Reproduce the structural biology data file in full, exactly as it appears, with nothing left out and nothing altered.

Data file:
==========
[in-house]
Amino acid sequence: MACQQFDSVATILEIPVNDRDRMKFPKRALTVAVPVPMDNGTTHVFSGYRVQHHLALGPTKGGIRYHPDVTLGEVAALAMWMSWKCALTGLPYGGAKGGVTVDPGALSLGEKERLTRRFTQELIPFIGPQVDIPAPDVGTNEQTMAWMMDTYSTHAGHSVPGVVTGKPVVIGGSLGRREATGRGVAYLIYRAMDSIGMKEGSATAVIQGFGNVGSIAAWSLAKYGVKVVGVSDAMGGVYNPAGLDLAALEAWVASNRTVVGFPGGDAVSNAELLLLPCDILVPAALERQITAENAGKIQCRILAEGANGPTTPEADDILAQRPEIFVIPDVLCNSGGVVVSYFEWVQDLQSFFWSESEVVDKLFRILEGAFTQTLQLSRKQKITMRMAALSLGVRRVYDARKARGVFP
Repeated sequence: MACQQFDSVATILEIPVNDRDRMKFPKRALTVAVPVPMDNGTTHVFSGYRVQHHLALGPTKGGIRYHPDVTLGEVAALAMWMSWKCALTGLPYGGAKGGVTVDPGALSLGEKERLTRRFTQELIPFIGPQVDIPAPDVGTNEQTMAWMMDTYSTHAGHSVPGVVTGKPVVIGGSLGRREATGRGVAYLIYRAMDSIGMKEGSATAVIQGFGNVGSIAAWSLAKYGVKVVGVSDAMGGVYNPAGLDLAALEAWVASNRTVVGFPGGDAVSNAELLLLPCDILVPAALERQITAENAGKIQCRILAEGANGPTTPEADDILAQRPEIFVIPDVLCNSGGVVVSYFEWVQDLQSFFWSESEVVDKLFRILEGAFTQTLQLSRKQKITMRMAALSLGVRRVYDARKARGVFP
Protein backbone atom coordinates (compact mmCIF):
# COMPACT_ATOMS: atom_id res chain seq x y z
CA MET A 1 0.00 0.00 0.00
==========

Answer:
[in-house]
Amino acid sequence: MACQQFDSVATILEIPVNDRDRMKFPKRALTVAVPVPMDNGTTHVFSGYRVQHHLALGPTKGGIRYHPDVTLGEVAALAMWMSWKCALTGLPYGGAKGGVTVDPGALSLGEKERLTRRFTQELIPFIGPQVDIPAPDVGTNEQTMAWMMDTYSTHAGHSVPGVVTGKPVVIGGSLGRREATGRGVAYLIYRAMDSIGMKEGSATAVIQGFGNVGSIAAWSLAKYGVKVVGVSDAMGGVYNPAGLDLAALEAWVASNRTVVGFPGGDAVSNAELLLLPCDILVPAALERQITAENAGKIQCRILAEGANGPTTPEADDILAQRPEIFVIPDVLCNSGGVVVSYFEWVQDLQSFFWSESEVVDKLFRILEGAFTQTLQLSRKQKITMRMAALSLGVRRVYDARKARGVFP
Repeated sequence: MACQQFDSVATILEIPVNDRDRMKFPKRALTVAVPVPMDNGTTHVFSGYRVQHHLALGPTKGGIRYHPDVTLGEVAALAMWMSWKCALTGLPYGGAKGGVTVDPGALSLGEKERLTRRFTQELIPFIGPQVDIPAPDVGTNEQTMAWMMDTYSTHAGHSVPGVVTGKPVVIGGSLGRREATGRGVAYLIYRAMDSIGMKEGSATAVIQGFGNVGSIAAWSLAKYGVKVVGVSDAMGGVYNPAGLDLAALEAWVASNRTVVGFPGGDAVSNAELLLLPCDILVPAALERQITAENAGKIQCRILAEGANGPTTPEADDILAQRPEIFVIPDVLCNSGGVVVSYFEWVQDLQSFFWSESEVVDKLFRILEGAFTQTLQLSRKQKITMRMAALSLGVRRVYDARKARGVFP
Protein backbone atom coordinates (compact mmCIF):
# COMPACT_ATOMS: atom_id res chain seq x y z
CA MET A 1 0.00 0.00 0.00